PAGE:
From the 1970s until the 1990s Switzerland was the destination of choice for old players. Many stars liked to spend the final years of their glittering careers in the Alpine country. Amongst others, Jose Altafini (joint-third highest scorer in Serie A history – Chiasso), Giancarlo Antognoni (1982 World Cup winner with Italy – Lausanne), Karl-Heinz Rummenigge (Bayern Munich and Inter star – Servette), Marco Tardelli (1982 World Cup winner with Italy – St. Gallen), Mauro Galvao (Brazil international – Lugano) and Lajos Detari (Hungarian great – Neuchatel Xamax) enjoyed their twilight in Swiss football. Good wages and a distinct lack of pressure were amongst the main reasons why these international stars headed for Switzerland once their best days were behind them.
As the new millennium dawned however, Swiss clubs changed their philosophy, choosing to work hard on developing their youth systems, trying to fill their teams with new talents instead of ageing stars. Third Division outfit FC Rapperswil-Jona though may well represent an exception to the rule at first sight, as the Swiss side recently snapped up 36-year-old former Napoli striker Roberto Sosa, widely known as “El Pampa”.
Sosa found the back of the net more than 100 times in a notable career which took in the likes of Gimnasia de La Plata, Udinese and Napoli. The striker looks to be perfectly placed to help Rapperswil-Jona’s ambitious chairman Rocco Delli Colli, a businessman with Italian roots whose aim is to help the side reach Switzerland’s second tier – the Challenge League – as quickly as possible. Behind Sosa’s transfer to the canton of Saint Gallen however, lies the hand of organised crime, that forced the Argentine to leave Liguria – the region in Italy where he had played with fourth division side Sanremese.
“A man pointed a gun at my knee and told me the next time he would pull the trigger if I didn’t leave the team”, said Sosa. “I lived in Italy for twelve years. The first eleven and a half were a dream, but the last six months were a nightmare.”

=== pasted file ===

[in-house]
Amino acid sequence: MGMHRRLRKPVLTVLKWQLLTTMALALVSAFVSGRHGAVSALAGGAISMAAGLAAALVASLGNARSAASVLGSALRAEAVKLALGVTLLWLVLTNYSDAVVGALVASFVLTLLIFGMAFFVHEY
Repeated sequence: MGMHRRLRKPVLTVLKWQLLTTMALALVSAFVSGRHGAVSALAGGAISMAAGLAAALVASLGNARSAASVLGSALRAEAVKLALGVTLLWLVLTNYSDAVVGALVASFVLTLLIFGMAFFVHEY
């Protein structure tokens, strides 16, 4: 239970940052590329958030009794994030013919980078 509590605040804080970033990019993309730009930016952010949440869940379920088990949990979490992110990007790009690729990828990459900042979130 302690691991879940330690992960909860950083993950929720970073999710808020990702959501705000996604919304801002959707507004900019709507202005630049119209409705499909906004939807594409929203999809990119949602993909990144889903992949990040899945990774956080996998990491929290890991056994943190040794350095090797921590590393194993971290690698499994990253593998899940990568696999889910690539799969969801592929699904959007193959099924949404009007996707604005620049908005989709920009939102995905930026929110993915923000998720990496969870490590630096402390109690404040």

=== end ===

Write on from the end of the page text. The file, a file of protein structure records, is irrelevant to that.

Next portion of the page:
Sosa claims he was forced to leave by organised criminals although he explains his family still reside in Liguria: “My family still lives in Liguria, because my children need to finish the school year."
The striker had an impressive start to life in Italy. In the summer of 1998, Udinese brought Sosa over from Gimnasia de La Plata, where he had impressed, scoring 28 goals in 38 games. Along with Marcio Amoroso and Paolo Poggi, Sosa’s partners up front, the Argentine was crucial in helping Udinese to grab a spot in the UEFA Cup for the third year in a row in his very first season. His best however was the 2000/01 campaign, where he found the back of the net 15 times – Sosa’s finest season in European football.
Sosa returned to Argentina in 2002, landing at Boca Juniors before moving on to Estudiantes – both spells were disappointing and the striker was once again on the move back across the Atlantic, joining Ascoli and later Messina, two Serie B sides. The Argentine’s most memorable experience in his second spell in Italian football however came in Naples. In 2004, Sosa became Napoli’s first ever signing after being declared bankrupt and forced to play in Serie C1 (Italy’s third level) by the Italian FA. Under the club’s new chairman, film producer Aurelio De Laurentiis, it took Napoli only three seasons to return to Serie A. Between 2004 and 2008 Sosa played a vital role in the club’s double promotion, scoring 28 goals overall.
After mounting another comeback in his homeland, on 21st August, 2010, “El Pampa” inked a contract with Sanremese. “After 18 years of professional football I am not looking for money any more”, admitted the Argentine. “I still play because I like it, and I feel fit. I enjoy the game, even in the lower divisions. Rapperswil is a very nice place and I hope to pay the people and the club back for the faith they have in me.”
Curiously, two of Sosa’s former clubs, Napoli and Udinese, are the great revelations of the current Serie A season, and the striker cannot choose which out of the duo he would root for.
“It’s hard to tell which of the two teams I would like to see crowned as the Italian champions”, said Sosa. “My first two sons were born in Udine, the third in Naples. However, Napoli’s supporters have a passion that’s difficult to find elsewhere. They really are the twelfth man on the pitch. When I hang up my boots I think I will go back there.”
For fans of Swiss outfit Rapperswil-Jona, the hope is that that day will still be a while in coming.
Fonte: Inside Futbol